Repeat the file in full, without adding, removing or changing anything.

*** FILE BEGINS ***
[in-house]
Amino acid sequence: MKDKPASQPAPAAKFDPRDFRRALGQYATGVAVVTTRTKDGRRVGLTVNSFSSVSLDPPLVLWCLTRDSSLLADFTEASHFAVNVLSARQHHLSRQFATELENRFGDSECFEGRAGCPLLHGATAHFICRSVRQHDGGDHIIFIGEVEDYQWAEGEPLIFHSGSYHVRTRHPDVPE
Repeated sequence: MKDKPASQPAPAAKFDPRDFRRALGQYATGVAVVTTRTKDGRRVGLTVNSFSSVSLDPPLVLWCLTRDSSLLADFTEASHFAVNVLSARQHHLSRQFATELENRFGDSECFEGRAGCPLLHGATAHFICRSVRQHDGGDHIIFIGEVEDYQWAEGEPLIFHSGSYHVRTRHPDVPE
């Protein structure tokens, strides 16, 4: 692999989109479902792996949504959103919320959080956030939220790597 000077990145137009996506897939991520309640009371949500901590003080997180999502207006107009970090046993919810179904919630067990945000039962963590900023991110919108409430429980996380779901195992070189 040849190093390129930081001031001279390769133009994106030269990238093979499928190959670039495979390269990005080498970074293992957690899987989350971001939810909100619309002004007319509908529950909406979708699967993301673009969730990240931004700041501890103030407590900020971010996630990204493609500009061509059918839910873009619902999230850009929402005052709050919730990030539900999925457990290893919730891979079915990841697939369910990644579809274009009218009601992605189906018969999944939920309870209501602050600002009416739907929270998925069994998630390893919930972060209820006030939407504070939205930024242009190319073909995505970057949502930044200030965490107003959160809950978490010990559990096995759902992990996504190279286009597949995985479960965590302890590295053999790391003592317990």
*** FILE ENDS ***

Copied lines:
[in-house]
Amino acid sequence: MKDKPASQPAPAAKFDPRDFRRALGQYATGVAVVTTRTKDGRRVGLTVNSFSSVSLDPPLVLWCLTRDSSLLADFTEASHFAVNVLSARQHHLSRQFATELENRFGDSECFEGRAGCPLLHGATAHFICRSVRQHDGGDHIIFIGEVEDYQWAEGEPLIFHSGSYHVRTRHPDVPE
Repeated sequence: MKDKPASQPAPAAKFDPRDFRRALGQYATGVAVVTTRTKDGRRVGLTVNSFSSVSLDPPLVLWCLTRDSSLLADFTEASHFAVNVLSARQHHLSRQFATELENRFGDSECFEGRAGCPLLHGATAHFICRSVRQHDGGDHIIFIGEVEDYQWAEGEPLIFHSGSYHVRTRHPDVPE
């Protein structure tokens, strides 16, 4: 692999989109479902792996949504959103919320959080956030939220790597 000077990145137009996506897939991520309640009371949500901590003080997180999502207006107009970090046993919810179904919630067990945000039962963590900023991110919108409430429980996380779901195992070189 040849190093390129930081001031001279390769133009994106030269990238093979499928190959670039495979390269990005080498970074293992957690899987989350971001939810909100619309002004007319509908529950909406979708699967993301673009969730990240931004700041501890103030407590900020971010996630990204493609500009061509059918839910873009619902999230850009929402005052709050919730990030539900999925457990290893919730891979079915990841697939369910990644579809274009009218009601992605189906018969999944939920309870209501602050600002009416739907929270998925069994998630390893919930972060209820006030939407504070939205930024242009190319073909995505970057949502930044200030965490107003959160809950978490010990559990096995759902992990996504190279286009597949995985479960965590302890590295053999790391003592317990």